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decided: January 6, 1930.



Author: Mcreynolds

[ 280 U.S. Page 208]

 MR. JUSTICE McREYNOLDS delivered the opinion of the Court.

Henry R. Taylor, while domiciled and residing in New York, died testate, December 4, 1925. He had long owned and kept within that State negotiable bonds and certificates of indebtedness issued by the State of Minnesota and the Cities of Minneapolis and St. Paul, worth above $300,000. Some of these were registered, others were payable to bearer. None had any connection with business carried on by or for the decedent in Minnesota. All passed under his will which was probated in New York. There also his estate was administered and a tax exacted upon the testamentary transfer.

Minnesota assessed an inheritance tax upon the same transfer. Her Supreme Court approved this and upheld the validity of the authorizing statute. The executor -- appellant -- claims that, so construed and applied, that enactment conflicts with the Fourteenth Amendment.

When this cause first came before the Supreme Court of Minnesota it held negotiable public obligations were something more than mere evidences of debt and, like tangibles, taxable only at the place where found, regardless of the owner's domicile. It accordingly denied the power of that State to tax the testamentary transfer. After Blodgett v. Silberman, 277 U.S. 1, upon a rehearing, considering that cause along with Blackstone v. Miller, 188 U.S. 189, it felt obliged to treat the bonds and certificates like ordinary choses in action and to uphold the assessment.

Registration of certain of the bonds we regard as an immaterial circumstance. So did the court below. Counsel do not maintain otherwise.

[ 280 U.S. Page 209]

     Under Blodgett v. Silberman the obligations here involved were rightly regarded as if ordinary choses in action. The maxim mobilia sequuntur personam applied and gave them situs for taxation in New York -- the owner's domicile. The testamentary transfer was properly taxed there. This is not controverted.

But it is said the obligations were debts of Minnesota and her corporations, subject to her control; that her laws gave them validity, protected them and provided means for enforcing payment. Accordingly, counsel argue that they had situs for taxation purposes in that State and maintain the validity of the challenged assessment.

Blackstone v. Miller, supra, and certain approving opinions, lend support to the doctrine that ordinarily choses in action are subject to taxation both at the debtor's domicile and at the domicile of the creditor; that two States may tax on different and more or less inconsistent principles the same testamentary transfer of such property without conflict with the Fourteenth Amendment. The inevitable tendency of that view is to disturb good relations among the States and produce the kind of discontent expected to subside after establishment of the Union. The Federalist, No. VII. The practical effect of it has been bad; perhaps two-thirds of the States have endeavored to avoid the evil by resort to reciprocal exemption laws. It has been stoutly assailed on principle. Having reconsidered the supporting arguments in the light of our more recent opinions, we are compelled to declare it untenable. Blackstone v. Miller no longer can be regarded as a correct exposition of existing law; and to prevent misunderstanding it is definitely overruled.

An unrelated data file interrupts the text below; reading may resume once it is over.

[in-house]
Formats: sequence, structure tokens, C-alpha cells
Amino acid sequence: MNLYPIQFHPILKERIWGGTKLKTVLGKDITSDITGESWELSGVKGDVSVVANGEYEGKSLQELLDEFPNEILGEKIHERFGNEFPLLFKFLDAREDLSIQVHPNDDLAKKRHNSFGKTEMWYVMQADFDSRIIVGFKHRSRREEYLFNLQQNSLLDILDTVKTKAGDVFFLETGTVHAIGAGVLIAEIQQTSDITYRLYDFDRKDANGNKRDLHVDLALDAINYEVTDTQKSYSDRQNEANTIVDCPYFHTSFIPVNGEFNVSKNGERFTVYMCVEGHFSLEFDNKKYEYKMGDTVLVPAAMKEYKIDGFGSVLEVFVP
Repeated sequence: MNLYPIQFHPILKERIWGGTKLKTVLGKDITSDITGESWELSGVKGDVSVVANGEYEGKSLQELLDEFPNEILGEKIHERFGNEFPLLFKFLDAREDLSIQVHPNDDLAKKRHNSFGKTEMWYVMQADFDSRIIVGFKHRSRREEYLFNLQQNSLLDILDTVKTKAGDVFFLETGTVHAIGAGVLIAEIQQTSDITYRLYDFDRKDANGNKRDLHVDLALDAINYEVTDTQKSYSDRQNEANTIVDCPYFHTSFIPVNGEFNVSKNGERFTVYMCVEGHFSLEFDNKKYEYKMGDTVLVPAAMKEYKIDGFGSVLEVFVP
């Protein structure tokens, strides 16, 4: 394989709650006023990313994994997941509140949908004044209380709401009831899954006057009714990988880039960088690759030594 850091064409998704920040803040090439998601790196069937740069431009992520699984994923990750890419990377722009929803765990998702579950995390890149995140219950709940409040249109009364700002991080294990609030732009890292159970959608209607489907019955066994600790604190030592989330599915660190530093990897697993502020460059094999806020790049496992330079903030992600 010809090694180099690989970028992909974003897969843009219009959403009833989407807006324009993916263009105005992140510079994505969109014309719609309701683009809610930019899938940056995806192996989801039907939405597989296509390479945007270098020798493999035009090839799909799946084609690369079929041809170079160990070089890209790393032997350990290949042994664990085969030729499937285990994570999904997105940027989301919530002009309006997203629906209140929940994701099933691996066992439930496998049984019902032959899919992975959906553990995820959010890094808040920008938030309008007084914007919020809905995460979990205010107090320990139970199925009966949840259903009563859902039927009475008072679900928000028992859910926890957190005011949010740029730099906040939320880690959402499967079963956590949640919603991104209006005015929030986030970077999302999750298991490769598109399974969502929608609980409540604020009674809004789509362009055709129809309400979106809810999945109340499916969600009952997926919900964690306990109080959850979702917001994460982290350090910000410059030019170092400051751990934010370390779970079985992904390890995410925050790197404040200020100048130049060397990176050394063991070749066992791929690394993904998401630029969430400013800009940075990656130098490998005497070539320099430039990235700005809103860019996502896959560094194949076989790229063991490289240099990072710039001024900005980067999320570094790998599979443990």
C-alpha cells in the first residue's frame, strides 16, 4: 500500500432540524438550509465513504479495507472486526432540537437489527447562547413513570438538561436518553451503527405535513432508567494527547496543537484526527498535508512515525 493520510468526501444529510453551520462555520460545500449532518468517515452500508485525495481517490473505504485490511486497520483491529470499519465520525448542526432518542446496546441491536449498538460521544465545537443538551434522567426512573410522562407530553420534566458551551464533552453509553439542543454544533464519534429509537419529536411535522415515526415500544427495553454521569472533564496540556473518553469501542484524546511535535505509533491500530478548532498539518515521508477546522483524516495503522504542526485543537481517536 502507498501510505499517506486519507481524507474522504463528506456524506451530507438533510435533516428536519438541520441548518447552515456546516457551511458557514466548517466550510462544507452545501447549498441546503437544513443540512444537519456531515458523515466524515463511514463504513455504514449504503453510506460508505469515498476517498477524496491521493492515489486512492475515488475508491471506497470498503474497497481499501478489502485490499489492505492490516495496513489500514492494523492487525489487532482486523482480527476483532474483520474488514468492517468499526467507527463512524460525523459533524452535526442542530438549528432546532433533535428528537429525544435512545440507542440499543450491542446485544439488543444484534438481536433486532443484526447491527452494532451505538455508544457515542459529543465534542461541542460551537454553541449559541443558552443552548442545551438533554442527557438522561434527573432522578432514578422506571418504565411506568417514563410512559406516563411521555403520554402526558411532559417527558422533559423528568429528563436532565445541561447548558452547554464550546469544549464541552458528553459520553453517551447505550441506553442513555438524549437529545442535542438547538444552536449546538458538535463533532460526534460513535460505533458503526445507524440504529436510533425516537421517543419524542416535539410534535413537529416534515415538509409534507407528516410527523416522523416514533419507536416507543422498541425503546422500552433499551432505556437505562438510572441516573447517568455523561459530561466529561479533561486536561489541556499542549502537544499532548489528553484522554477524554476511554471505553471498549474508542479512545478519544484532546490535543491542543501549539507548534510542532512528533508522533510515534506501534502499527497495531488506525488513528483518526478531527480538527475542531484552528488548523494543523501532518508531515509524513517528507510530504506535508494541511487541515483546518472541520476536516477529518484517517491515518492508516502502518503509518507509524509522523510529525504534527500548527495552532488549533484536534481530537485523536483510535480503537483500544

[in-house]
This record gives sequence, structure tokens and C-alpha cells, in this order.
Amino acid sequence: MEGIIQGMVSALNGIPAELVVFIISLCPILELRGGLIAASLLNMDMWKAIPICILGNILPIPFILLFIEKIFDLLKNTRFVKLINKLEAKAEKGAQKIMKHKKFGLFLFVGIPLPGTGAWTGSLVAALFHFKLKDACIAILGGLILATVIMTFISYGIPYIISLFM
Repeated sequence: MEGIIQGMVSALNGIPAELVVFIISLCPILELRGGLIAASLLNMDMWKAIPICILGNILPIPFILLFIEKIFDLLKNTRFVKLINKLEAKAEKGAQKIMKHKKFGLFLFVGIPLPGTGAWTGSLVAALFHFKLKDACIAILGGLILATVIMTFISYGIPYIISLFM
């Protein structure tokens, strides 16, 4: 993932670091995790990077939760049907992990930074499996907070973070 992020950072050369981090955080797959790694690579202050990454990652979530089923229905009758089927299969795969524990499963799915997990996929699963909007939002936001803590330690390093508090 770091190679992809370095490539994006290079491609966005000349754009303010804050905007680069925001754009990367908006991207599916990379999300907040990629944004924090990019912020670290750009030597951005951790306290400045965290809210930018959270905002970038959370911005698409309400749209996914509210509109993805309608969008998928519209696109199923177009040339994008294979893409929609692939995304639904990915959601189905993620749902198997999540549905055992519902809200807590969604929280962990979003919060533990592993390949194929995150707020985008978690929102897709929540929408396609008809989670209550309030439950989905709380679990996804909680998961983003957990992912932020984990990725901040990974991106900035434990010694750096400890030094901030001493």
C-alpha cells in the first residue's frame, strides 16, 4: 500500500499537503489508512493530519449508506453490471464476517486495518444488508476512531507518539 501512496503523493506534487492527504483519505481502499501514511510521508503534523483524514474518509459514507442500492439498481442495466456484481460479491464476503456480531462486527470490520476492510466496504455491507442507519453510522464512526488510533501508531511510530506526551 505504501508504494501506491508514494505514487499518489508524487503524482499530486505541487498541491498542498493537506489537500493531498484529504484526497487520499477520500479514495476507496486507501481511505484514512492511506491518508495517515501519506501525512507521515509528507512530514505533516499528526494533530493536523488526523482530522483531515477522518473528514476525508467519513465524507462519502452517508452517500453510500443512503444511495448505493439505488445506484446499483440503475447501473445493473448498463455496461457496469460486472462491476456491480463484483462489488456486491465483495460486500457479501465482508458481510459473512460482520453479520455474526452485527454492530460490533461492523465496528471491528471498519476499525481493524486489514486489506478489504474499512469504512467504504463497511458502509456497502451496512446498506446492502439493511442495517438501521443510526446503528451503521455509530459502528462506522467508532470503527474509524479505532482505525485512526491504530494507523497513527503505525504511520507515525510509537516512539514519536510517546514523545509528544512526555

Four different views concerning the situs for taxation of negotiable public obligations have been advanced. One fixes this at the domicile of the owner; another at the debtor's domicile; a third at the place where the instruments

[ 280 U.S. Page 210]

     are found -- physically present; and the fourth within the jurisdiction where the owner has caused them to become integral parts of a localized business. If each State can adopt any one of these and tax accordingly, obviously, the same bonds may be declared present for taxation in two, or three, or four places at the same moment. Such a startling possibility suggests a wrong premise.

In this Court the presently approved doctrine is that no State may tax anything not within her jurisdiction without violating the Fourteenth Amendment. State Tax on Foreign Held Bonds, 15 Wall. 300; Union Refrig. Transit Co. v. Kentucky, 199 U.S. 194; Safe Deposit & Trust Co. v. Virginia, ante, p. 83. Also no State can tax the testamentary transfer of property wholly beyond her power, Rhode Island Trust Co. v. Doughton, 270 U.S. 69, or impose death duties reckoned upon the value of tangibles permanently located outside her limits. Frick v. Pennsylvania, 268 U.S. 473. These principles became definitely settled subsequent to Blackstone v. Miller and are out of harmony with the reasoning advanced to support the conclusion there announced.

At this time it cannot be assumed that tangible chattels permanently located within another State may be treated as part of the universal succession and taken into account when estimating the succession tax laid at the ...

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